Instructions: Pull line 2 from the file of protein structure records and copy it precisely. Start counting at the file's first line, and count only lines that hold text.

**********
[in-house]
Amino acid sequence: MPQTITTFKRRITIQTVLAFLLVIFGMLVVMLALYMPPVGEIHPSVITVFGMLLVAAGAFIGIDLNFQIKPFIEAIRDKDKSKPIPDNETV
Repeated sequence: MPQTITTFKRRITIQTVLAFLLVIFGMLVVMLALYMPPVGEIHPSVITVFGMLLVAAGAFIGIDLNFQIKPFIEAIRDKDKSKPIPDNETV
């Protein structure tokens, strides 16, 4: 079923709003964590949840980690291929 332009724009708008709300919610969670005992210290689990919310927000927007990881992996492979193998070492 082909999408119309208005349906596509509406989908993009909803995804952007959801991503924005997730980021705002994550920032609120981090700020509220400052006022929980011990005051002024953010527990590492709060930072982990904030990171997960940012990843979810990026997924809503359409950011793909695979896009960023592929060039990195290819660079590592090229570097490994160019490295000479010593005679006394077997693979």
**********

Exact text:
Amino acid sequence: MPQTITTFKRRITIQTVLAFLLVIFGMLVVMLALYMPPVGEIHPSVITVFGMLLVAAGAFIGIDLNFQIKPFIEAIRDKDKSKPIPDNETV